Saturday, July 11, 2009

Metcalfe’s Law, let me count the ways…

I keep pondering the implications of a billion connected people and a trillion connected devices. These estimates, from my post on IBM and Cloud Computing, originated with IDC market research, predicting that by 2011, there will be one trillion Internet-connected devices, up from 500 million in 2006.

But if that is the size of the network, what is the value of this network?

Metcalfe's Law states that the value of a telecommunications network is proportional to the square of the number of connected users. Using Google, I determined that one billion squared is a quintillion, a one followed by 18 zeroes.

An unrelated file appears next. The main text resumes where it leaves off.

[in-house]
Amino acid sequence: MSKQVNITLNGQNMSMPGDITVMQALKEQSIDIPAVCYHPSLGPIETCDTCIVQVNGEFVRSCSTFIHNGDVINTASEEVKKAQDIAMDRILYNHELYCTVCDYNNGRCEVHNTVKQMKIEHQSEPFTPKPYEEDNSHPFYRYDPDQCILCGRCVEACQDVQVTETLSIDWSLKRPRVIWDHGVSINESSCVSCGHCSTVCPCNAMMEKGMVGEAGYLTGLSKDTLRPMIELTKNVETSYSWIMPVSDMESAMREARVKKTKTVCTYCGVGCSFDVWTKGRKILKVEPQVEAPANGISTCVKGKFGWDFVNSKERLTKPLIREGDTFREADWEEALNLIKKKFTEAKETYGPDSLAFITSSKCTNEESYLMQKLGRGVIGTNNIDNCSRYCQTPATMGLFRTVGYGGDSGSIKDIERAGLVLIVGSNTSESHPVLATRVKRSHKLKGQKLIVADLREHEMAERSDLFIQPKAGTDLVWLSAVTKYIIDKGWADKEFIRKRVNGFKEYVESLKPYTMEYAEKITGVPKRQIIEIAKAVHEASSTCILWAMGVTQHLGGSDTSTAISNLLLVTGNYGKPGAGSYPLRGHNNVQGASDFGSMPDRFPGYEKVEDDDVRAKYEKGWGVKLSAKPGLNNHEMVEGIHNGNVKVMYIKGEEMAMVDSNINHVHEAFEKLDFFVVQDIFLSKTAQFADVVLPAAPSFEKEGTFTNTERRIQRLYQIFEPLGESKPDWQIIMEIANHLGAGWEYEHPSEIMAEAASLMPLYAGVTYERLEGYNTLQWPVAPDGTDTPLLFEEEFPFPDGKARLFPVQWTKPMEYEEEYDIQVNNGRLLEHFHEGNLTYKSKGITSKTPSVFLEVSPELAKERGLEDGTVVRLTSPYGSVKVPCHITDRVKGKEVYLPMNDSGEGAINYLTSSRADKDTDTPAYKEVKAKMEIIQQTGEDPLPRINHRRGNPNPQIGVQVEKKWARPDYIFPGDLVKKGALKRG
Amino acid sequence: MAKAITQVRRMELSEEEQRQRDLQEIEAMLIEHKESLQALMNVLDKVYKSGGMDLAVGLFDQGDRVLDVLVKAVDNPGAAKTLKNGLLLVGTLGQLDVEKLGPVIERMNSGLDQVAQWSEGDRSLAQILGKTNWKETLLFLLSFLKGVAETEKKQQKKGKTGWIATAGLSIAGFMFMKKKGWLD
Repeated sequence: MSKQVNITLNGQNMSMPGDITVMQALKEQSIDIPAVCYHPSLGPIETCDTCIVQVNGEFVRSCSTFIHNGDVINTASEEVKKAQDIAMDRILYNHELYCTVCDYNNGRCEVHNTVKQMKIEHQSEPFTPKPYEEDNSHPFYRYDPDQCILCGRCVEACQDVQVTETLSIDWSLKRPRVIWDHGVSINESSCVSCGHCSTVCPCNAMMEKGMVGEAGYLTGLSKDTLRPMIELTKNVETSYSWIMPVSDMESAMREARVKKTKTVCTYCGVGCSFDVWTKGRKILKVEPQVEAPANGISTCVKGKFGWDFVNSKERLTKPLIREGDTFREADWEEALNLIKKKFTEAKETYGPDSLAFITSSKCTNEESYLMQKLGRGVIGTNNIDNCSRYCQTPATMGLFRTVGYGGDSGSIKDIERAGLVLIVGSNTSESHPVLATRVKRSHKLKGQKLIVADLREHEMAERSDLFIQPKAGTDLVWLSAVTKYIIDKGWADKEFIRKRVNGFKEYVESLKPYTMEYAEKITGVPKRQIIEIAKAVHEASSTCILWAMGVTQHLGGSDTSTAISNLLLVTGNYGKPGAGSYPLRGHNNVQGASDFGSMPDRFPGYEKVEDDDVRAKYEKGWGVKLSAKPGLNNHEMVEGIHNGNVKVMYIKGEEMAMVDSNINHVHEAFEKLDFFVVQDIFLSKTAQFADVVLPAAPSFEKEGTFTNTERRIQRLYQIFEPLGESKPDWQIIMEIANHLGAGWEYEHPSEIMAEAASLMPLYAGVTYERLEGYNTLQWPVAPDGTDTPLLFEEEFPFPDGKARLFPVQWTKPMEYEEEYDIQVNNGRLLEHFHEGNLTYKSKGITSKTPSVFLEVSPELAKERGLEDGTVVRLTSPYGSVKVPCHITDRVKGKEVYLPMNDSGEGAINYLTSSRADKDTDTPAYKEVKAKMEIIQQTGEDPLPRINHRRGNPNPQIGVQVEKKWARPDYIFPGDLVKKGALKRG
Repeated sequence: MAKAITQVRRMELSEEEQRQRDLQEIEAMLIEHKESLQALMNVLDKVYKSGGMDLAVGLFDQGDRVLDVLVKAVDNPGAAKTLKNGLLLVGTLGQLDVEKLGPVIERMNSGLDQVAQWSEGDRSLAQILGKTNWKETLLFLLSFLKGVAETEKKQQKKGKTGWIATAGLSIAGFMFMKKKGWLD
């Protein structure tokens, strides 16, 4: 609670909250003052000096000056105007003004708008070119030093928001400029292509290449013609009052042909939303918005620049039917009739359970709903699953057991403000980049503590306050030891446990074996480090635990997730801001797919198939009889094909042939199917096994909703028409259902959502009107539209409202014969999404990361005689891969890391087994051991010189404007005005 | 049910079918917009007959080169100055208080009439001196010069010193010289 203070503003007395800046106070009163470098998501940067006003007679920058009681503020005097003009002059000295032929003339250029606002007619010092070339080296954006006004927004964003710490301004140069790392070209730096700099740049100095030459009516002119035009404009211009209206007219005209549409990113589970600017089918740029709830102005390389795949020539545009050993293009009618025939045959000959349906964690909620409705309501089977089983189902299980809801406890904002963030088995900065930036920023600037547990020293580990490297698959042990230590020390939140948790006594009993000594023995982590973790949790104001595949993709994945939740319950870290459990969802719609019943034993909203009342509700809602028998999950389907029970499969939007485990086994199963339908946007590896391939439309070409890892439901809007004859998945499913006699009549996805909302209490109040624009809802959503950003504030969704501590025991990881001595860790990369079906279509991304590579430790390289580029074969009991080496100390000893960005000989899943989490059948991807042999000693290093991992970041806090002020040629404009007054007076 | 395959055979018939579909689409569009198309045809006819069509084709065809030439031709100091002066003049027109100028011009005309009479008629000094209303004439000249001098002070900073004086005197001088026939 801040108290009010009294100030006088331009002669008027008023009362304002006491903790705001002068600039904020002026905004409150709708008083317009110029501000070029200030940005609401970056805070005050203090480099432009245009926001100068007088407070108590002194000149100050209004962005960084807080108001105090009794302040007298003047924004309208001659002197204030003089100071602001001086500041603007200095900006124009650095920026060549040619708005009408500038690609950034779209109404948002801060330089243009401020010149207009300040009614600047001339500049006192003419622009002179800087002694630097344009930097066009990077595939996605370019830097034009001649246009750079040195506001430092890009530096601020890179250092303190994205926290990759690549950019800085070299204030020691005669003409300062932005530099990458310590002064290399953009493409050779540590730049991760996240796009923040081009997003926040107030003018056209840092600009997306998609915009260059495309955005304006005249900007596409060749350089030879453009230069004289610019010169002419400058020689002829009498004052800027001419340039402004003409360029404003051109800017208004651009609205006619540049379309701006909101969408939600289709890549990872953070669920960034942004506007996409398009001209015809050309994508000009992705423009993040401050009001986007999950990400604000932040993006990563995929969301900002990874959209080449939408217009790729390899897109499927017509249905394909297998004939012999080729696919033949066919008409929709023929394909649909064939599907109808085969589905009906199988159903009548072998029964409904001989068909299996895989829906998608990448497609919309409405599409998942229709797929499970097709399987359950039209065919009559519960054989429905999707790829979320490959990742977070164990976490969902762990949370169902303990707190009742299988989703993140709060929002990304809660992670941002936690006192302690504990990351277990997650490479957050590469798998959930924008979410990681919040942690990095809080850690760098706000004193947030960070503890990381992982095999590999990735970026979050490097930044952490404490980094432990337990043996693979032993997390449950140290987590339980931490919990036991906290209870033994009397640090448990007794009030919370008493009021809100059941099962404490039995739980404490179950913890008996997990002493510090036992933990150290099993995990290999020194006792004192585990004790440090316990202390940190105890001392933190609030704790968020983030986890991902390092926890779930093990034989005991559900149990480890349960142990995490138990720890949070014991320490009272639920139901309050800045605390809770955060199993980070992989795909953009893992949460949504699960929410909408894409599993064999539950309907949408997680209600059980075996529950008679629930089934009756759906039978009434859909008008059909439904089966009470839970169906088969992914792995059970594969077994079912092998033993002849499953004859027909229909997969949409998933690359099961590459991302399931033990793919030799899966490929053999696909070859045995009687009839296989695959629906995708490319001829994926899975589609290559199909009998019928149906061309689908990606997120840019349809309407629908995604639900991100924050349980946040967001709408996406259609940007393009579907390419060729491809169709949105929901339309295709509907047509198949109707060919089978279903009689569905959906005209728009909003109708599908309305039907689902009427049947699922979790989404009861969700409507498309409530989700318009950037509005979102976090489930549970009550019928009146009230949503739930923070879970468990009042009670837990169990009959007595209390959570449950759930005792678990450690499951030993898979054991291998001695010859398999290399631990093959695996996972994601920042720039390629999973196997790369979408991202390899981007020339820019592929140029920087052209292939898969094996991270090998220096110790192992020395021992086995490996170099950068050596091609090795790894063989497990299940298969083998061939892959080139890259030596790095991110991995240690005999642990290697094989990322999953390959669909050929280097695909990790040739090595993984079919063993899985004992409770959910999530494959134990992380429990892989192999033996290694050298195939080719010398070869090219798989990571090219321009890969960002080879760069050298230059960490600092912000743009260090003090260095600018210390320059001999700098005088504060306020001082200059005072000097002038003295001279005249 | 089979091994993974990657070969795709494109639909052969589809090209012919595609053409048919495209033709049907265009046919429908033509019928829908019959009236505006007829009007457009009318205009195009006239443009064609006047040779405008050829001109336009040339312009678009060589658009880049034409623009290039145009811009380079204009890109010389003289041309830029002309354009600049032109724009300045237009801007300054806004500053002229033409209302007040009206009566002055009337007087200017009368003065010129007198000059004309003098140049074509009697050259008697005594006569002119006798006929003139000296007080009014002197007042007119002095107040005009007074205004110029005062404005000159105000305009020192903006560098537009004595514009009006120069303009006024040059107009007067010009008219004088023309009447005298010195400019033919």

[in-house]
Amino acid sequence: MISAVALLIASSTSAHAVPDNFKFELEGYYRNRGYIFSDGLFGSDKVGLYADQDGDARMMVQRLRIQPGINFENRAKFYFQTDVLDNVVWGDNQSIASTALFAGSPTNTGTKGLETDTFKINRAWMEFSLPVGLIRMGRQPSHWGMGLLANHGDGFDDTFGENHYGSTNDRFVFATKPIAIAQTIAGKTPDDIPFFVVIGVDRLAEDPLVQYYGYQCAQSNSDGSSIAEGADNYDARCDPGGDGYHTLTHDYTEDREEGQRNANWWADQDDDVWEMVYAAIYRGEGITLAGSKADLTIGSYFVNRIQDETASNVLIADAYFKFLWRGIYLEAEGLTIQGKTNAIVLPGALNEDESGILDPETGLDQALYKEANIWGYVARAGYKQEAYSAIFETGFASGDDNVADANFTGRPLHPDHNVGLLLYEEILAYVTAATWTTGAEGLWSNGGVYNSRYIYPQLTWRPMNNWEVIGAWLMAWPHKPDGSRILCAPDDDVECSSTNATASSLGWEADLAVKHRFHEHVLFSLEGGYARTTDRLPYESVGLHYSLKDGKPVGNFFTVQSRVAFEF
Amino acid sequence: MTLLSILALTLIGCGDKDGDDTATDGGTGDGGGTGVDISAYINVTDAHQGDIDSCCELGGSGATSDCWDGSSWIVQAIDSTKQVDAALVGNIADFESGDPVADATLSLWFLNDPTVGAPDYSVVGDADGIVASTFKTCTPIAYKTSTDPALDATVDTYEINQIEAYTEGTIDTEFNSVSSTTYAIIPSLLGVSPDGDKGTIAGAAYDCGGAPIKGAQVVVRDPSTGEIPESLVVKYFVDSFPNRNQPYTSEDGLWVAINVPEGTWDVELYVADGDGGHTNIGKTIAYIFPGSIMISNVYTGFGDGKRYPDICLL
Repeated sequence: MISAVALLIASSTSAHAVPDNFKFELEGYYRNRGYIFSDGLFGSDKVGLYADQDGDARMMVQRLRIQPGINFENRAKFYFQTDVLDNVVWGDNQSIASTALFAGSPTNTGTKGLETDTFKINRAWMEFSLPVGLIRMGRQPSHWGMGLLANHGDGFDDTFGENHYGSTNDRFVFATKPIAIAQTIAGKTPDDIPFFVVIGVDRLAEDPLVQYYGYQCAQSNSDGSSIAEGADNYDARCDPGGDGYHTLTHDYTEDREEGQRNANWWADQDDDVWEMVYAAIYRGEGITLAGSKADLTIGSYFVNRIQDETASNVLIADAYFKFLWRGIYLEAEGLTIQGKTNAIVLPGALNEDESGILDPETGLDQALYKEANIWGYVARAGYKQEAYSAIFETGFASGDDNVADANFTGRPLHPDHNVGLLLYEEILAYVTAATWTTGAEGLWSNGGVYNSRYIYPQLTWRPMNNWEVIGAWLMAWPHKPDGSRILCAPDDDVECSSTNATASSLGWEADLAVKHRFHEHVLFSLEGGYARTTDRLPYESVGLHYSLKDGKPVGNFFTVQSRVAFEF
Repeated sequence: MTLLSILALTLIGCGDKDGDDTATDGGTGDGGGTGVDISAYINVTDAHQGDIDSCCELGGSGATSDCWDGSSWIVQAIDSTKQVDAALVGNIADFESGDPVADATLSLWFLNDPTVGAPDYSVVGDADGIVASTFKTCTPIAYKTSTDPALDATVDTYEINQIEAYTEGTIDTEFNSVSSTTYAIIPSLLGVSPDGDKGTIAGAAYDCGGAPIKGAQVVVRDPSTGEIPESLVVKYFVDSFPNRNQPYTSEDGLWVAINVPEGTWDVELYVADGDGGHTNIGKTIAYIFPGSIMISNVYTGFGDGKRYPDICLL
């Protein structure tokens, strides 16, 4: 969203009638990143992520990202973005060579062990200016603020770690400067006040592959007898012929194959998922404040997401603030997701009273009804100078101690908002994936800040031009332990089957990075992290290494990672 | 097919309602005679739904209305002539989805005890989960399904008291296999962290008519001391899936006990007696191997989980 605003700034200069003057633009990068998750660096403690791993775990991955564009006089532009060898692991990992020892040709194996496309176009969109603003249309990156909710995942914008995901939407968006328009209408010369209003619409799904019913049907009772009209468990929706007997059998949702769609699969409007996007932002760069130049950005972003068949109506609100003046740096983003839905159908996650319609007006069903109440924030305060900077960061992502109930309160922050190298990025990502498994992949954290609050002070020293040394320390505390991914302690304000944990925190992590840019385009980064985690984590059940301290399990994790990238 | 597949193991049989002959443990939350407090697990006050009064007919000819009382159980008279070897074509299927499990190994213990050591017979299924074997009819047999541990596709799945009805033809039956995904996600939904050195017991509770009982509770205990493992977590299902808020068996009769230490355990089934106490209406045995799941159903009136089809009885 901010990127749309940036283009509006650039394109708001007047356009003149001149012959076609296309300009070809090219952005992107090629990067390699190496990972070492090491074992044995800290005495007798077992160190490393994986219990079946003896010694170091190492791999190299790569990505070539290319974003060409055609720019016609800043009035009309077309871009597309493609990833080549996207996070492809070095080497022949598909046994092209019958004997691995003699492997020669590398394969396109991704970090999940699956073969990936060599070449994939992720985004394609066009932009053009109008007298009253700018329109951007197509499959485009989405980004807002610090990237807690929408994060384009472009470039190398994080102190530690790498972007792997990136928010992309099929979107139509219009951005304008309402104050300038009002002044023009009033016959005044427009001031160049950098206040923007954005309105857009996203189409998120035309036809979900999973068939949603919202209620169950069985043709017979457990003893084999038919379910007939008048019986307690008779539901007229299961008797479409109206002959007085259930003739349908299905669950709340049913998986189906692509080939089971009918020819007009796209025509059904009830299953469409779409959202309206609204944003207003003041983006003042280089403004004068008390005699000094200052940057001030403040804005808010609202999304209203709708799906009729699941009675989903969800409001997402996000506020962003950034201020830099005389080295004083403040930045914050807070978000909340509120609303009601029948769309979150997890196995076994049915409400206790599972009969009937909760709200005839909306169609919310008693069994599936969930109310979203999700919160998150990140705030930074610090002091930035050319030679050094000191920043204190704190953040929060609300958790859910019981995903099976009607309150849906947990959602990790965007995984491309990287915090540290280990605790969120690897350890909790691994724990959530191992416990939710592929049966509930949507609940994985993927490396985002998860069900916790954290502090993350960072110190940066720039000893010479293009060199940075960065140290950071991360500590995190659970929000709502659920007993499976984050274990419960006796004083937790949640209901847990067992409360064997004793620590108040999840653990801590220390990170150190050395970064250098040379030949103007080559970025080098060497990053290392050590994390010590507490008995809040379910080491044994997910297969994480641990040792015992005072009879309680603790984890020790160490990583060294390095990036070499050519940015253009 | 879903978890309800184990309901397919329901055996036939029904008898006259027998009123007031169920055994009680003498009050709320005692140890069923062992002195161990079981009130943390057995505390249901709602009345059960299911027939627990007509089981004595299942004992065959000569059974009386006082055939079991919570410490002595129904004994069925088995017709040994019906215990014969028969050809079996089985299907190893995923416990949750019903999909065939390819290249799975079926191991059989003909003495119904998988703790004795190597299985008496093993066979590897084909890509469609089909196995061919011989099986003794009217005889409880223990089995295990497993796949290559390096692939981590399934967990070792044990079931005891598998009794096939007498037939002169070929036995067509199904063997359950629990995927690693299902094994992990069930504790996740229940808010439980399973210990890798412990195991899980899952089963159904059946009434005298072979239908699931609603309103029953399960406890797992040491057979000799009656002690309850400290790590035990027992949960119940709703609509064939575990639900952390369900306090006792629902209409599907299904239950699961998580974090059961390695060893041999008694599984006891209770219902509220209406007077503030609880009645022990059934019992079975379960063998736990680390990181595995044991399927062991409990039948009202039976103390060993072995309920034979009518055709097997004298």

But are users just people? According to the Wikipedia, Metcalfe's Law was originally presented, circa 1980, not in term of users, but rather of "compatibly communicating devices." Is the value of the network going to be a trillion squared, which is a septillion, a one followed by 24 zeroes?

I suspect that if we toss out a quintillion here, a septillion there, eventually it will add up to real money.

For more discussion of Metcalf’s Law and its relevance, read Simeon Simeonov’s “Metcalfe’s Law: more misunderstood than wrong?”

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